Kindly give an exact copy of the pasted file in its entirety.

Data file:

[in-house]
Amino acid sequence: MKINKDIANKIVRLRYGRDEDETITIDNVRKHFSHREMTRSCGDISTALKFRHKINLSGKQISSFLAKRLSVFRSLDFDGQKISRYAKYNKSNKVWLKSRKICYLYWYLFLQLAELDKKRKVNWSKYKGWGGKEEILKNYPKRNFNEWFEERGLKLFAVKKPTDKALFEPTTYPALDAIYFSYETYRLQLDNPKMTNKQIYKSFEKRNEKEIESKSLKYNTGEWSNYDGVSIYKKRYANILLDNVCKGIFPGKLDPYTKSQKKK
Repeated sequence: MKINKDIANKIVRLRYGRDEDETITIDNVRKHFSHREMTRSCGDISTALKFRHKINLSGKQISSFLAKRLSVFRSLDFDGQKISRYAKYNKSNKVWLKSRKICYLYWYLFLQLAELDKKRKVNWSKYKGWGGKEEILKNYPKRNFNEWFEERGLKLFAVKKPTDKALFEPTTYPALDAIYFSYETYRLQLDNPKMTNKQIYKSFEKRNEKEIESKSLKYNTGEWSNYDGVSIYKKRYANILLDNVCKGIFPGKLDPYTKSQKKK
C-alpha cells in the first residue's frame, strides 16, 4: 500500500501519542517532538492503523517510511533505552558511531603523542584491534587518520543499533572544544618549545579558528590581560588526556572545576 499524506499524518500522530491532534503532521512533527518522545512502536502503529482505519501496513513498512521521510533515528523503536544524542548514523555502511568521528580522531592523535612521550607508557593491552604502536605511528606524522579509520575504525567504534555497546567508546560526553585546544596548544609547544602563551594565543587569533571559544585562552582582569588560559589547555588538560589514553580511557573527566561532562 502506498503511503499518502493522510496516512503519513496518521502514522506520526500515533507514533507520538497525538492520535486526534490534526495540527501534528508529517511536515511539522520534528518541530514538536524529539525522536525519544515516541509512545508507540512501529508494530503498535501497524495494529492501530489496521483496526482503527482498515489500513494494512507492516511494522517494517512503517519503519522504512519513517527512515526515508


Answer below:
[in-house]
Amino acid sequence: MKINKDIANKIVRLRYGRDEDETITIDNVRKHFSHREMTRSCGDISTALKFRHKINLSGKQISSFLAKRLSVFRSLDFDGQKISRYAKYNKSNKVWLKSRKICYLYWYLFLQLAELDKKRKVNWSKYKGWGGKEEILKNYPKRNFNEWFEERGLKLFAVKKPTDKALFEPTTYPALDAIYFSYETYRLQLDNPKMTNKQIYKSFEKRNEKEIESKSLKYNTGEWSNYDGVSIYKKRYANILLDNVCKGIFPGKLDPYTKSQKKK
Repeated sequence: MKINKDIANKIVRLRYGRDEDETITIDNVRKHFSHREMTRSCGDISTALKFRHKINLSGKQISSFLAKRLSVFRSLDFDGQKISRYAKYNKSNKVWLKSRKICYLYWYLFLQLAELDKKRKVNWSKYKGWGGKEEILKNYPKRNFNEWFEERGLKLFAVKKPTDKALFEPTTYPALDAIYFSYETYRLQLDNPKMTNKQIYKSFEKRNEKEIESKSLKYNTGEWSNYDGVSIYKKRYANILLDNVCKGIFPGKLDPYTKSQKKK
C-alpha cells in the first residue's frame, strides 16, 4: 500500500501519542517532538492503523517510511533505552558511531603523542584491534587518520543499533572544544618549545579558528590581560588526556572545576 499524506499524518500522530491532534503532521512533527518522545512502536502503529482505519501496513513498512521521510533515528523503536544524542548514523555502511568521528580522531592523535612521550607508557593491552604502536605511528606524522579509520575504525567504534555497546567508546560526553585546544596548544609547544602563551594565543587569533571559544585562552582582569588560559589547555588538560589514553580511557573527566561532562 502506498503511503499518502493522510496516512503519513496518521502514522506520526500515533507514533507520538497525538492520535486526534490534526495540527501534528508529517511536515511539522520534528518541530514538536524529539525522536525519544515516541509512545508507540512501529508494530503498535501497524495494529492501530489496521483496526482503527482498515489500513494494512507492516511494522517494517512503517519503519522504512519513517527512515526515508